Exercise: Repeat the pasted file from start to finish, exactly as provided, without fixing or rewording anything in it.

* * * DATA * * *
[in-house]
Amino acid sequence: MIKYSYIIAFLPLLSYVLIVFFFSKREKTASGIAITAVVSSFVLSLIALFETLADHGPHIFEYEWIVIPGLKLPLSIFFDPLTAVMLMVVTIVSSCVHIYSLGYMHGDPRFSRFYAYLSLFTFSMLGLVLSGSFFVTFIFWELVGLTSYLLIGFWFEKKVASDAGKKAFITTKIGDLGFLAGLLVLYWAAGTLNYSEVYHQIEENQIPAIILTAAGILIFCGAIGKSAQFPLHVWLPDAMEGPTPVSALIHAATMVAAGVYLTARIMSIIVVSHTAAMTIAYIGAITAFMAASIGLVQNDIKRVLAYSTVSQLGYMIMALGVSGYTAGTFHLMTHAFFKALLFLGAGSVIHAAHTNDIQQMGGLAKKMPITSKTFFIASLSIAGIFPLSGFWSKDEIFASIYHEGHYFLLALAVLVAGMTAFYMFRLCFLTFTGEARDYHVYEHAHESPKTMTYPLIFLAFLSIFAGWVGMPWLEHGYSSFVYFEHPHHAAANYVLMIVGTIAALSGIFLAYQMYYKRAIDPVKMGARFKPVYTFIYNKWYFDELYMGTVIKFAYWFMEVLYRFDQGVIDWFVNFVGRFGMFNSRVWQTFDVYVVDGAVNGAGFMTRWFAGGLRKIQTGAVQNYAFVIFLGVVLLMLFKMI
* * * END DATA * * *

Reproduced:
[in-house]
Amino acid sequence: MIKYSYIIAFLPLLSYVLIVFFFSKREKTASGIAITAVVSSFVLSLIALFETLADHGPHIFEYEWIVIPGLKLPLSIFFDPLTAVMLMVVTIVSSCVHIYSLGYMHGDPRFSRFYAYLSLFTFSMLGLVLSGSFFVTFIFWELVGLTSYLLIGFWFEKKVASDAGKKAFITTKIGDLGFLAGLLVLYWAAGTLNYSEVYHQIEENQIPAIILTAAGILIFCGAIGKSAQFPLHVWLPDAMEGPTPVSALIHAATMVAAGVYLTARIMSIIVVSHTAAMTIAYIGAITAFMAASIGLVQNDIKRVLAYSTVSQLGYMIMALGVSGYTAGTFHLMTHAFFKALLFLGAGSVIHAAHTNDIQQMGGLAKKMPITSKTFFIASLSIAGIFPLSGFWSKDEIFASIYHEGHYFLLALAVLVAGMTAFYMFRLCFLTFTGEARDYHVYEHAHESPKTMTYPLIFLAFLSIFAGWVGMPWLEHGYSSFVYFEHPHHAAANYVLMIVGTIAALSGIFLAYQMYYKRAIDPVKMGARFKPVYTFIYNKWYFDELYMGTVIKFAYWFMEVLYRFDQGVIDWFVNFVGRFGMFNSRVWQTFDVYVVDGAVNGAGFMTRWFAGGLRKIQTGAVQNYAFVIFLGVVLLMLFKMI